Unlike the Wilkes', whose slaves never came back after Twelve Oaks was burned down by the Yankees and after the war has ended, the slaves remain a part of Scarlett's household for decades to come as she works hard to help everyone around her rebuild their lives in post-war Atlanta.
Mammy, Pork, Prissy, and Big Sam could have taken other jobs, but they chose to continue working for Scarlett. One could opine that the reason for this is because of their uncertainty of forging new lives for themselves as emancipated slaves in the post-Civil War South, and that would certainly be a valid point to make. But I think a more valid reason is because Scarlett, in her own way, has demonstrated to them that she values their presence in her life and doesn't take them for granted the way the other slave owners may have treated their servants.
At one point, when Scarlett and Ashley argue over the use of convicts as workers at their lumber mill, he sanctimoniously declares that he "will not make money out of the enforced labor and misery of others. However, we never see Ashley throughout the course of "Gone with the Wind" have any meaningful interaction with his slaves, or anyone else in the movie for that matter. Ashley can espouse high-minded ideals of freeing the slaves because, as with everything else in his life, he thinks of his slaves in terms of romanticized abstractions, not as flesh and blood individuals.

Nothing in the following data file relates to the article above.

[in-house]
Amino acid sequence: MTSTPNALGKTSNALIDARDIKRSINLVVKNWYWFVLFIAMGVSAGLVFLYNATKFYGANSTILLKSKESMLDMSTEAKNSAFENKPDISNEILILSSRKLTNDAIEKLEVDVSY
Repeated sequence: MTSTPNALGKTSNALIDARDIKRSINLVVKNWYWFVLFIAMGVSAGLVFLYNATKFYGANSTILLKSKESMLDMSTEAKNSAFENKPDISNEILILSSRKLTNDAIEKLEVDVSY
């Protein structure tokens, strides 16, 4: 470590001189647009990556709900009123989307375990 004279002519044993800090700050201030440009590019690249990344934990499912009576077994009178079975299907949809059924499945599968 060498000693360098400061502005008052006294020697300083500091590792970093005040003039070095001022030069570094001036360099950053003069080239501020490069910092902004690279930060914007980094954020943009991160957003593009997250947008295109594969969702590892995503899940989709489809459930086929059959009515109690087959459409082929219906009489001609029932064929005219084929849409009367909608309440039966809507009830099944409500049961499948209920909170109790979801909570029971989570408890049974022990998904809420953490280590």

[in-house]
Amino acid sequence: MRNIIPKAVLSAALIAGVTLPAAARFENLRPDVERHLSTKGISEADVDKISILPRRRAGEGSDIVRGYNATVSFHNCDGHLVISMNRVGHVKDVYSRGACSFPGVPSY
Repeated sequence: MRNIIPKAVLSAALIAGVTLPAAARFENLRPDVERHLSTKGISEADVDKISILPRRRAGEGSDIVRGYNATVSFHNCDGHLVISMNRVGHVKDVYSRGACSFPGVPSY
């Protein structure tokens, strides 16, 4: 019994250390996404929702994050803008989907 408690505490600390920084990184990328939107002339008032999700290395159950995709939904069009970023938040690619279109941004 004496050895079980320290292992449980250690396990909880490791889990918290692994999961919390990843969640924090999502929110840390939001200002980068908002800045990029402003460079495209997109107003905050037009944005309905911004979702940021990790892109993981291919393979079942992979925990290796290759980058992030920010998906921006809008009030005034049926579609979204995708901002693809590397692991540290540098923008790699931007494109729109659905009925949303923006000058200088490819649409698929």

Scarlett remains a taskmaster with her servants to the end, but she watches their back just as much as they watch out for hers. I think the moment that sums up Scarlett's relationship with her slaves is the scene, right after the intermission, when Gerald O'Hara Thomas Mitchell complains to Scarlett about how tough she has been with the slaves as they pick cotton in the fields.